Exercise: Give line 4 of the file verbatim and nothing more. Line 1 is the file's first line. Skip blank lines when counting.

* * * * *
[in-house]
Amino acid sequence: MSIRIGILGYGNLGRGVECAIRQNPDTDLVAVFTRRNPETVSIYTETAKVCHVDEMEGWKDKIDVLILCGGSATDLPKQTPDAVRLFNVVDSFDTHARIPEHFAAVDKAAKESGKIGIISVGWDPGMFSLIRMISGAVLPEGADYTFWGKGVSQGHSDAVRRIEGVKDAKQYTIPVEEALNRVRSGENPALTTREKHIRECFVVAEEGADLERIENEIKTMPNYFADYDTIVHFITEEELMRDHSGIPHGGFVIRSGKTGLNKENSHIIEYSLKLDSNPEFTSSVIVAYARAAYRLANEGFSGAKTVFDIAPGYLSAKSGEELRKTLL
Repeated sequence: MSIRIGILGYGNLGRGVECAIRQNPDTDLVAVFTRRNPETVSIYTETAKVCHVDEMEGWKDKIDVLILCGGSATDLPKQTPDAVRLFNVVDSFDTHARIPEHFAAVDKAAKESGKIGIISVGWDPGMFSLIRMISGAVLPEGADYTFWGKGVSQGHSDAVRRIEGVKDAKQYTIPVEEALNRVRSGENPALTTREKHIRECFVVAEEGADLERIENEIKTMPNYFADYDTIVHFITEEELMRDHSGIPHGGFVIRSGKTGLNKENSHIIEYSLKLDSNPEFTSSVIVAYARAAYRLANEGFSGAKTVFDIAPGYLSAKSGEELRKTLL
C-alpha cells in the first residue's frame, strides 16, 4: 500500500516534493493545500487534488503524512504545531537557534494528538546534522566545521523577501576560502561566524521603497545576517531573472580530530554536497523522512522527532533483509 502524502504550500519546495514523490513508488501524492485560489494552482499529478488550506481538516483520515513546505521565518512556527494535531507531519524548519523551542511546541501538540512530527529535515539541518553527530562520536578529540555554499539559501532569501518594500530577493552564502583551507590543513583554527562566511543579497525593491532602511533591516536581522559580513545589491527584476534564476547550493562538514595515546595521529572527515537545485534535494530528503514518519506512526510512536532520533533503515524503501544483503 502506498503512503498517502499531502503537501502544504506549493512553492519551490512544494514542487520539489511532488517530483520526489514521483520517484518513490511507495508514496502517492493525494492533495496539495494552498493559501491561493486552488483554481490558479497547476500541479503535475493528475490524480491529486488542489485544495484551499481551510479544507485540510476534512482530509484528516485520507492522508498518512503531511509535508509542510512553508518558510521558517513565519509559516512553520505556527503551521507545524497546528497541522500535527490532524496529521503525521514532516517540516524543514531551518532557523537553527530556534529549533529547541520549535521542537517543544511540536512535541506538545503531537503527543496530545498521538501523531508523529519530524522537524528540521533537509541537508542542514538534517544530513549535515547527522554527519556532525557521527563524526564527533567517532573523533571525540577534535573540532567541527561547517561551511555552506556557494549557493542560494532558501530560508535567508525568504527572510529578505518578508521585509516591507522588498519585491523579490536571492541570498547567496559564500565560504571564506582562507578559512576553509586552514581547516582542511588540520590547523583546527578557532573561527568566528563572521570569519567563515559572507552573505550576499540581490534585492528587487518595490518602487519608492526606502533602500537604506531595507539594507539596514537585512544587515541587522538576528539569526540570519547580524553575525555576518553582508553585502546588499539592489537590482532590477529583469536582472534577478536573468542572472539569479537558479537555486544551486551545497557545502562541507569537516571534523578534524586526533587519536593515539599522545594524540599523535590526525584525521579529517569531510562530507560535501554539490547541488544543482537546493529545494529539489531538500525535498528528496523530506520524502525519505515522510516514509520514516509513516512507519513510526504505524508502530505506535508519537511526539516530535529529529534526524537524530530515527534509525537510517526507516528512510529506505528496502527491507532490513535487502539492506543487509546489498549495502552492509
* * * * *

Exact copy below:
C-alpha cells in the first residue's frame, strides 16, 4: 500500500516534493493545500487534488503524512504545531537557534494528538546534522566545521523577501576560502561566524521603497545576517531573472580530530554536497523522512522527532533483509 502524502504550500519546495514523490513508488501524492485560489494552482499529478488550506481538516483520515513546505521565518512556527494535531507531519524548519523551542511546541501538540512530527529535515539541518553527530562520536578529540555554499539559501532569501518594500530577493552564502583551507590543513583554527562566511543579497525593491532602511533591516536581522559580513545589491527584476534564476547550493562538514595515546595521529572527515537545485534535494530528503514518519506512526510512536532520533533503515524503501544483503 502506498503512503498517502499531502503537501502544504506549493512553492519551490512544494514542487520539489511532488517530483520526489514521483520517484518513490511507495508514496502517492493525494492533495496539495494552498493559501491561493486552488483554481490558479497547476500541479503535475493528475490524480491529486488542489485544495484551499481551510479544507485540510476534512482530509484528516485520507492522508498518512503531511509535508509542510512553508518558510521558517513565519509559516512553520505556527503551521507545524497546528497541522500535527490532524496529521503525521514532516517540516524543514531551518532557523537553527530556534529549533529547541520549535521542537517543544511540536512535541506538545503531537503527543496530545498521538501523531508523529519530524522537524528540521533537509541537508542542514538534517544530513549535515547527522554527519556532525557521527563524526564527533567517532573523533571525540577534535573540532567541527561547517561551511555552506556557494549557493542560494532558501530560508535567508525568504527572510529578505518578508521585509516591507522588498519585491523579490536571492541570498547567496559564500565560504571564506582562507578559512576553509586552514581547516582542511588540520590547523583546527578557532573561527568566528563572521570569519567563515559572507552573505550576499540581490534585492528587487518595490518602487519608492526606502533602500537604506531595507539594507539596514537585512544587515541587522538576528539569526540570519547580524553575525555576518553582508553585502546588499539592489537590482532590477529583469536582472534577478536573468542572472539569479537558479537555486544551486551545497557545502562541507569537516571534523578534524586526533587519536593515539599522545594524540599523535590526525584525521579529517569531510562530507560535501554539490547541488544543482537546493529545494529539489531538500525535498528528496523530506520524502525519505515522510516514509520514516509513516512507519513510526504505524508502530505506535508519537511526539516530535529529529534526524537524530530515527534509525537510517526507516528512510529506505528496502527491507532490513535487502539492506543487509546489498549495502552492509